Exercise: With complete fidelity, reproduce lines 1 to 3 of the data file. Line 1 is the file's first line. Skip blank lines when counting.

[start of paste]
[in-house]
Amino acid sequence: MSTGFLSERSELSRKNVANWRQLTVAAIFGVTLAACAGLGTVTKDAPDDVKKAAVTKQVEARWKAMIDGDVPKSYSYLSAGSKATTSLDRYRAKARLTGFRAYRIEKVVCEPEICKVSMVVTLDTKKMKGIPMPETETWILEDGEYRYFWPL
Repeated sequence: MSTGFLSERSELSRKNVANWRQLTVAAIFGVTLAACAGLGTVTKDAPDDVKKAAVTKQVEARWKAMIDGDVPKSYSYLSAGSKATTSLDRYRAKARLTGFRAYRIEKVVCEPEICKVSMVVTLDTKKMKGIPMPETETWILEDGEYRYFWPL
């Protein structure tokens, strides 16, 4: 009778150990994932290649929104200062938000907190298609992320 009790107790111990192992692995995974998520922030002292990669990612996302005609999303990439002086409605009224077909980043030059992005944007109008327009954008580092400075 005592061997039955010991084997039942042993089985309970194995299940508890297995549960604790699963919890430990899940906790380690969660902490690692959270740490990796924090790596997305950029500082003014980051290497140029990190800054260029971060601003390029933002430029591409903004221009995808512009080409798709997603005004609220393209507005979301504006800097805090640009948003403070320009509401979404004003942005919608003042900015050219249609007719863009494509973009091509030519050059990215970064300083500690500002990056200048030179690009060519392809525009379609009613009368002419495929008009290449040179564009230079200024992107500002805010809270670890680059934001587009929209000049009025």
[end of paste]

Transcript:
[in-house]
Amino acid sequence: MSTGFLSERSELSRKNVANWRQLTVAAIFGVTLAACAGLGTVTKDAPDDVKKAAVTKQVEARWKAMIDGDVPKSYSYLSAGSKATTSLDRYRAKARLTGFRAYRIEKVVCEPEICKVSMVVTLDTKKMKGIPMPETETWILEDGEYRYFWPL
Repeated sequence: MSTGFLSERSELSRKNVANWRQLTVAAIFGVTLAACAGLGTVTKDAPDDVKKAAVTKQVEARWKAMIDGDVPKSYSYLSAGSKATTSLDRYRAKARLTGFRAYRIEKVVCEPEICKVSMVVTLDTKKMKGIPMPETETWILEDGEYRYFWPL